Netherlands to Become Russia’s Top Trade Partner

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Dec. 22 – The Netherlands has made itself Russia’s top trade partner for the period from January 2010 to October 2010, accounting for 10 percent of Russian trade turnover.

According to federal statistics, other top trade partners are Germany (8.3 percent), Italy (6.1 percent), France (3.7 percent), and Poland (3.4 percent).

Dutch companies have been pumping investment into Russia in recent years — US$11.6 billion in 2009 made up 14.2 percent of all foreign investment in Russia.

“As a small country, the Dutch are used to adapting themselves to other countries and other cultures. Take two steps and you’re out of the country — if you want to do business in Holland, you have to do it internationally,” Jeroen Ketting, managing director of the Lighthouse Group, which provides business support, management services and strategic advice to many Dutch companies in Russia, says to an interview with The Moscow Times.

“What Dutch business brings to Russia is know-how, effective processes, optimization of businesses and profit,” says Ketting.

“There’s openness,” said Dick Bongard, Eastern Europe director for the manufacturing giant DSM. “Especially now with the trend in Russia to modernize, diversify and localize, there’s a strong trend to look for Western partners.”

DSM has had a sales presence in Russia since 1991 and has ambitions to expand its activity.

“If you don’t enjoy it here, every little obstacle becomes a gigantic problem, psychologically in your mind. The only people I see here who have success are people who like it here. They all have an affinity with Russia, they all like the craziness of the place,” Ketting said.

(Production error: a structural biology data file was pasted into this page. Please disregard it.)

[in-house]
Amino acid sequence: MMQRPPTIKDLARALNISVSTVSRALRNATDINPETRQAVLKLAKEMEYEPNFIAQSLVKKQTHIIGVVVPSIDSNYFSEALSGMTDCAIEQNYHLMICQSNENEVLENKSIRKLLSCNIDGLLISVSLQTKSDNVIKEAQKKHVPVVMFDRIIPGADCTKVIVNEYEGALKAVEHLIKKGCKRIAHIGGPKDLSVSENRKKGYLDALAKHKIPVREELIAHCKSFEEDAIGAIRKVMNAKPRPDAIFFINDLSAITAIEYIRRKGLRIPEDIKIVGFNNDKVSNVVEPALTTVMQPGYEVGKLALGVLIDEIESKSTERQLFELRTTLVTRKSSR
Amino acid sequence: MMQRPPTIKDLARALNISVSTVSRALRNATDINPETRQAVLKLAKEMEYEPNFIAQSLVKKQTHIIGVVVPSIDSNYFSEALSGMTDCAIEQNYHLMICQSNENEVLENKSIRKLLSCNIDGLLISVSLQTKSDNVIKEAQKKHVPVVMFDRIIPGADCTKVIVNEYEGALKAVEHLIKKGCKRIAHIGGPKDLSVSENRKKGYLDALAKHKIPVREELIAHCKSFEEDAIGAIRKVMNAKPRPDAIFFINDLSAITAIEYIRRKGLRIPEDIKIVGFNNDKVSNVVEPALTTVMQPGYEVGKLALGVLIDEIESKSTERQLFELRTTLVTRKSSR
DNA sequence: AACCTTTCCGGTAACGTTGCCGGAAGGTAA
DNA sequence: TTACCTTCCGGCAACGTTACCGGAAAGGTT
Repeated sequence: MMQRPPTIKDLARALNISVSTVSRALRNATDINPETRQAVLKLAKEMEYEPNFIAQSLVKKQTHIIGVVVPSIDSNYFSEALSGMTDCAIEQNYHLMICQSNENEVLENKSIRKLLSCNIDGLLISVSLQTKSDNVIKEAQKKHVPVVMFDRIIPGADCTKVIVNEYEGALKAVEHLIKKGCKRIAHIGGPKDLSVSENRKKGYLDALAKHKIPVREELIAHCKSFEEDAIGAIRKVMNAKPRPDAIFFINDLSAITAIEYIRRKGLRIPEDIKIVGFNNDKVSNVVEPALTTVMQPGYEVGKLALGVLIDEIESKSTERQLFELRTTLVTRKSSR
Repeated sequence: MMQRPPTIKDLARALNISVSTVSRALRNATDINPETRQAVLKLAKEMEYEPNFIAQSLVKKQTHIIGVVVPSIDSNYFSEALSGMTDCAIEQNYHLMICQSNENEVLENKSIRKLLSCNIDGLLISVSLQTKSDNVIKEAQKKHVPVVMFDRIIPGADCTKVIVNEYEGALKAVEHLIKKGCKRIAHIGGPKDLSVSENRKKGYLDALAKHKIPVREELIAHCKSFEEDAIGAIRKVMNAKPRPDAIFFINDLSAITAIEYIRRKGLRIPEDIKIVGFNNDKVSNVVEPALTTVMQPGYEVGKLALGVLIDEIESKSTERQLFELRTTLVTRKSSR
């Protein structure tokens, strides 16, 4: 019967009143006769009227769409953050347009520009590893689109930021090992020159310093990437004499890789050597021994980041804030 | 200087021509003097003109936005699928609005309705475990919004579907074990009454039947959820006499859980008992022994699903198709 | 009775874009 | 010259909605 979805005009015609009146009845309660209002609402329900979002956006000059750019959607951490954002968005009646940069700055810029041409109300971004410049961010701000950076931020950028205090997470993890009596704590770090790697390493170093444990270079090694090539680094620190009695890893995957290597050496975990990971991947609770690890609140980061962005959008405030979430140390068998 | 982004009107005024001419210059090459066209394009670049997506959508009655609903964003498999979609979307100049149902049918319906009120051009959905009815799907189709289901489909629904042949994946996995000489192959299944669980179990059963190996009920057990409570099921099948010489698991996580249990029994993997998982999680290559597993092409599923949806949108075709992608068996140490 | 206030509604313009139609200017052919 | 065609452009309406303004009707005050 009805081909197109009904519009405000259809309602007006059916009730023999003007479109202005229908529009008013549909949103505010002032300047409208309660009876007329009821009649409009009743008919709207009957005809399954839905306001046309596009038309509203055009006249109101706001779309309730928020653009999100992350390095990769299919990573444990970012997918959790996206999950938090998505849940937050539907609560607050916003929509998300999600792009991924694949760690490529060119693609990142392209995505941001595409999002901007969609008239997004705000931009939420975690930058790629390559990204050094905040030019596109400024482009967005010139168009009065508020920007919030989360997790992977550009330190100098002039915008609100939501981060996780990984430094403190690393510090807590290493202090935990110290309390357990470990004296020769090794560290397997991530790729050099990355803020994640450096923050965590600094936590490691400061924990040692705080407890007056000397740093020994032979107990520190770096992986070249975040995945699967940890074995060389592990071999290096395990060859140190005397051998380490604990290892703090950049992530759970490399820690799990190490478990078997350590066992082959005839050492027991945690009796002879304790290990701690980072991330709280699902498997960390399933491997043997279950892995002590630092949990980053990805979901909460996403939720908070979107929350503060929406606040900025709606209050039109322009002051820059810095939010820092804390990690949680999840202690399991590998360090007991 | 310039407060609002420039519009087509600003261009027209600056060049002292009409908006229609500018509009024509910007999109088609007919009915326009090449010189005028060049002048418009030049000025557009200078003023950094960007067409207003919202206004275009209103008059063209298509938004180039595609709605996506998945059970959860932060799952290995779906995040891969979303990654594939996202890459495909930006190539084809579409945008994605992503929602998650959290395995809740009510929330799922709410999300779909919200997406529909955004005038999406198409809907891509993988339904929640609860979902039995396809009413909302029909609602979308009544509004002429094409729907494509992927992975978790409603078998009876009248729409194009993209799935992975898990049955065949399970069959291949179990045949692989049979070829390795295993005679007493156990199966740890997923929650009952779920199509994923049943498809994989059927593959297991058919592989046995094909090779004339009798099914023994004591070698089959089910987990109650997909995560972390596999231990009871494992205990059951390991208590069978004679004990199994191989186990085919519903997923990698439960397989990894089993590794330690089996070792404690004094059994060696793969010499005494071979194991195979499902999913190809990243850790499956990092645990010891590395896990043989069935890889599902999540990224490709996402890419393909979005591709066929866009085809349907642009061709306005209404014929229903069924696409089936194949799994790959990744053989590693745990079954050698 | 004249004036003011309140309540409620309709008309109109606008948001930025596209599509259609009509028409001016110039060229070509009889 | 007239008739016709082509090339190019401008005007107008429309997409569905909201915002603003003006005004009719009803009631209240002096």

“In all of my years working in Russia, I have found it impossible to be successful if there is no personal connection with the people at the other side of the table, because through these connections one develops that essential relationship where mutual trust is the key,” said Dominiek Ampe, CIS Regional Manager for Dockwise, a Dutch marine engineering firm that has joined with 16 other Dutch firms to form Project Delta to push their bids for oil infrastructure projects.

Dutch technology companies see great opportunities in the projected development of Russia’s untouched arctic gas fields, above all in the development of the Shtokman oil field and the Yamal Peninsula in northern Russia.

Dutch businessmen believe the cause of most of the problems of foreign businesses in Russian is not legislation or bureaucracy or customs or logistics — the problems are in communication and lack of mutual understanding or lack of trust.

Dutch insurance firm Eureko, which arrived on the country market in 2008 with the acquisition of local Oranta, is taking a chance in Russia.

“There is great potential in the insurance market. We want to be insured for everything, but if we can change just 5 percent of the nation’s mentality, that’s a quite a large part of the market,” said Eureko’s spokesman Bert Rensen.

In 2006, UFG, the investment bank owned by Deutsche Bank, forecast that non-life insurance alone would grow from about US$12.5 billion in 2006 to over US$100 billion in 2016.

Dutch businesses are looking toward the regions. A trade mission with 34 Dutch companies in spheres as varied as water treatment, building machinery and accountancy, will head to the cities of Samara and Kazan in coming year.

“The real market development in the coming decade from 2010 to 2020 will not come in Moscow and St. Petersburg, but in the regions,” said Ketting.

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